MARCH 2013, LEHIGH VALLEY Edition of The Union News
Pennsylvania public employees pension plans under attack
BY PAUL TUCKER
REGION, February 15th- The Pennsylvania public pension cost issue is heating-up in Harrisburg with Republican Governor Tom Corbett announcing he wants to reduce the pension cost to free up money and put it back into programs he has slashed in previous state budgets.
Governor Corbett’s Budget Secretary, Charles Zogby, released a report of the long-term sustainability of the Pennsylvania Public School Employees’ Retirement System and the Pennsylvania State Employees’ retirement System.
A recent report by the National Council on Teacher Quality (NCTQ) estimates teacher pension plans nationwide have almost $325 billion in unfunded liabilities. In Pennsylvania it is estimated there is an unfunded liability of $19.7 billion. The report suggests the pension problem is worse due to unrealistic assumptions and projections about what returns will be made on investments.
Mike Crossey, the President of the Pennsylvania State Education Association (PSEA), which represents approximately 190,000 active and retired school teachers and employees in Pennsylvania, reacted to the Keystone Pension Report. Mr. Crossey noted that the report stated what PSEA has said all along, that the public employees of Pennsylvania and taxpayers did not create the pension problem.
Mike Crossey emphasized that teachers, nurses, and other public employees across the Commonwealth already pay for a significant portion of their pensions, and have made their contributions on time. The pension shortfall was caused by politicans who failed to make their appropriate contributions to the pension system. Many schools districts across Pennsylvania have not made their contributions to the pension system.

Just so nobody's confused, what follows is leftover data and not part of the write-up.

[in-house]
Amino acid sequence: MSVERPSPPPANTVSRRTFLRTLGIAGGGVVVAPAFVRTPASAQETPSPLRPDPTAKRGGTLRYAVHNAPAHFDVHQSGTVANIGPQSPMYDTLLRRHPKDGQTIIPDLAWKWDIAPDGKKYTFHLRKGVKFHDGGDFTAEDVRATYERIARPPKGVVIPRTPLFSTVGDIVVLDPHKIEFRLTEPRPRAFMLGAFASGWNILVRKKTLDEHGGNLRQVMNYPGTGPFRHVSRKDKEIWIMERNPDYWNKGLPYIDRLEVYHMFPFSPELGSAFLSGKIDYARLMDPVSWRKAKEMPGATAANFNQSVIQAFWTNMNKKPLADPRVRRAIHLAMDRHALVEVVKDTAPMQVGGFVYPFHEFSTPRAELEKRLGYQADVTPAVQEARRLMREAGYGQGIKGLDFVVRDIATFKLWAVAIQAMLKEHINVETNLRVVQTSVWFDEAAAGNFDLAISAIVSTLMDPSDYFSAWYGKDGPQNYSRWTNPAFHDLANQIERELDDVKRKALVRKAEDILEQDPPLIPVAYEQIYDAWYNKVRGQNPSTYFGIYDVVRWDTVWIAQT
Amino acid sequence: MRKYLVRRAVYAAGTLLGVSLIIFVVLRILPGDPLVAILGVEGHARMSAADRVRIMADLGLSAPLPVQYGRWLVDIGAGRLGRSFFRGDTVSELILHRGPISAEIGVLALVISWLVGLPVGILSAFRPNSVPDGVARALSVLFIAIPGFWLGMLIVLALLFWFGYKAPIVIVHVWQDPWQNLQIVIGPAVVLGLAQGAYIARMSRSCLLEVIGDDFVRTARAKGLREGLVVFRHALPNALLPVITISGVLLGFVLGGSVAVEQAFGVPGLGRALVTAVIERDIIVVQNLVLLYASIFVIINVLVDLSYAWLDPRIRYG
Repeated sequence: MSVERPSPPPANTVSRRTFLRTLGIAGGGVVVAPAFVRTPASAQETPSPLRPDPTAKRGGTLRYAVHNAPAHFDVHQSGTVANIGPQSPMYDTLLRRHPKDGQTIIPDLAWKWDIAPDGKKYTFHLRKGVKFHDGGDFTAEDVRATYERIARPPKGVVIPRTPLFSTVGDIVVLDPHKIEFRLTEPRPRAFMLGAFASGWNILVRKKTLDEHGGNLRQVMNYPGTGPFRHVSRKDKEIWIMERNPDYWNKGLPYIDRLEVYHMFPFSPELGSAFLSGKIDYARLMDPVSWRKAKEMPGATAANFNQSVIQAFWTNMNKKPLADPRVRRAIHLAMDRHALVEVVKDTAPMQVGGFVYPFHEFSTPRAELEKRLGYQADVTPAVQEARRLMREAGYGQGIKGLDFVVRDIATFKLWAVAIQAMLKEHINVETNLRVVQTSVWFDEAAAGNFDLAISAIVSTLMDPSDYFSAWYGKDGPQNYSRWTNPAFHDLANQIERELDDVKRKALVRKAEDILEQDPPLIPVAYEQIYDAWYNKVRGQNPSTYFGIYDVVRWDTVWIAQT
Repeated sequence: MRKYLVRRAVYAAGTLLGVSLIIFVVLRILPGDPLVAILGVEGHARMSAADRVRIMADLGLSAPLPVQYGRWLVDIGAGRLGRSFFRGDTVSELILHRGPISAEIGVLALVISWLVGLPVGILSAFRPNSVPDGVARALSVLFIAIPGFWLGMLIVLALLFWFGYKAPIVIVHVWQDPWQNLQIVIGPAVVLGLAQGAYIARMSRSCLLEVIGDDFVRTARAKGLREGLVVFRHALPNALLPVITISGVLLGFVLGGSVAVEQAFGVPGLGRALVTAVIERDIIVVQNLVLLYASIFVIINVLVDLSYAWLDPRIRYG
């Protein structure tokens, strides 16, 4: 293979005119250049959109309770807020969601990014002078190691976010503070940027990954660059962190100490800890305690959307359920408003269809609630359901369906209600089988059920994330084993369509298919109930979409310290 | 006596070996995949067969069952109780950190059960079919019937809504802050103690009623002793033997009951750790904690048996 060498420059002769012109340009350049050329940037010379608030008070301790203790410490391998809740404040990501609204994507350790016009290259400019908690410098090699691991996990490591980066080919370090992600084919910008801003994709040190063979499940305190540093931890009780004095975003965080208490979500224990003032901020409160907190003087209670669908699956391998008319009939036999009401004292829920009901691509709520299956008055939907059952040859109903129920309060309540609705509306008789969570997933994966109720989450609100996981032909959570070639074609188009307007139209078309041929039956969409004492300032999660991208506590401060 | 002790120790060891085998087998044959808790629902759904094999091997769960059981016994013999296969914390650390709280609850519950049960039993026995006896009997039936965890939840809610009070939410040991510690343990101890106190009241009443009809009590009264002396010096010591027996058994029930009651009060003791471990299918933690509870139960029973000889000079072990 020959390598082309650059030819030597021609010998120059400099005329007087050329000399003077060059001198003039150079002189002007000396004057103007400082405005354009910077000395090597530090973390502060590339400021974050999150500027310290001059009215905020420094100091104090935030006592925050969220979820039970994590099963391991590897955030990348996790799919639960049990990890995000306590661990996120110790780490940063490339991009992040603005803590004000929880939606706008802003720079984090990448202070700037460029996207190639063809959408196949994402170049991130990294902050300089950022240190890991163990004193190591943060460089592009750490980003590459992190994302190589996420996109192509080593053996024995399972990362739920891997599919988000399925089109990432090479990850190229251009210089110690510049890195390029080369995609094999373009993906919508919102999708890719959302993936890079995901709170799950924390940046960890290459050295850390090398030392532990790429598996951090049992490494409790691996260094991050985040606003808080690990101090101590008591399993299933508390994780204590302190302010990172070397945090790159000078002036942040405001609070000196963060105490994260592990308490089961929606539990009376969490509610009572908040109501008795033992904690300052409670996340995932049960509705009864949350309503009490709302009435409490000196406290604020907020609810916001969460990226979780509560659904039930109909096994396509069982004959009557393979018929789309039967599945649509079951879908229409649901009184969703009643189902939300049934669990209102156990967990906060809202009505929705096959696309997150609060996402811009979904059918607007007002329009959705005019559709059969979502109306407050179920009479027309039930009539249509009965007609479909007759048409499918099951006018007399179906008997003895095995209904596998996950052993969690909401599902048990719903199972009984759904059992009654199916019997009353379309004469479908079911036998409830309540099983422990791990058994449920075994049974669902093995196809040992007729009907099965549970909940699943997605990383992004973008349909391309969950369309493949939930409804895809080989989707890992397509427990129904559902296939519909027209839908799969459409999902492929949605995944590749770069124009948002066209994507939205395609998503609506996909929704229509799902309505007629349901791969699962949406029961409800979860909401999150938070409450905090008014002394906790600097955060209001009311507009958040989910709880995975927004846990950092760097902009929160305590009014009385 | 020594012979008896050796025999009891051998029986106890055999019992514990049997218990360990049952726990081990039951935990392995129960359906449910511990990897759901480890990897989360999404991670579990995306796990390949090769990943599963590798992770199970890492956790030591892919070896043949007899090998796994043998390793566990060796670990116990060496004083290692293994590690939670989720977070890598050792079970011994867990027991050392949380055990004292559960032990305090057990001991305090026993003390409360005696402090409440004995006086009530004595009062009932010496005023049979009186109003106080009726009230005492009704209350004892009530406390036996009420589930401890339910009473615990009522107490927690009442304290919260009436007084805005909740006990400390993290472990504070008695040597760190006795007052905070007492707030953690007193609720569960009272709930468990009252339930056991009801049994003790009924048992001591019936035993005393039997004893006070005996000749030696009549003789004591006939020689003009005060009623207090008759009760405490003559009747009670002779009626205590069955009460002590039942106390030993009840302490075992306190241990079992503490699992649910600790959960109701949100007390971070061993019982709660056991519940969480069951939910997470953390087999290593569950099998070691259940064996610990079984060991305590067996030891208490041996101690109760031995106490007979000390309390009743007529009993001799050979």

“To blame Pennsylvania’s budget problems on debts employers owe to the pension systems is to make a scapegoat of working people who have contributed to their Pensions, year in and year out,” Mr. Crossey stated.
The National Council on Teacher Quality report notes Pennsylvania’s pension system is 75.1 percent fully funded, better than 28 of the 50 states. The most unfunded is Indiana at 44.3 percent of liabilities.
Some states, including Pennsylvania, have attempted to change the pension system. In 2010 the Pennsylvania legislature passed Act 120, which lowered the amount a pension increases a year of employment from 2.5 percent of pay to 2 percent. Also, the vested time was raised from five years to ten and required most teachers to wait until they are 65 to start receiving pension payments. The new rules apply to newly hired teachers.
The PSEA released a study of their own which indicated the major contributing factors of the pension crisis was investment losses that were incurred in two recessions within one decade and employer underfunding.
Mr. Corbett has linked the pension cost cuts to restoring funding for education and social programs, a proposal he hopes will get members of the General Assembly to support the pension cuts.
Mr. Crossey emphasized that the Keystone Pension Report vague suggestionsto change the future retirement benefits of current workers are unconstitutional, unethical, and won’t solve the problem since it would not address the pension debt.
The Pennsylvania State Employees’ Retirement System covers more than 100,000 active employees and provides for 100,000 retirees as well as their beneficiaries.
Former Governor Ed Rendell signed Act 120 into law that preserved all benefits now in place for current members however, mandated benefit reductions for future members effective January 1st, 2011. Mr. Corbett was aware of the pension cost problem when he took office in 2012 but he gave tax credits to businesses which has made the problem worse.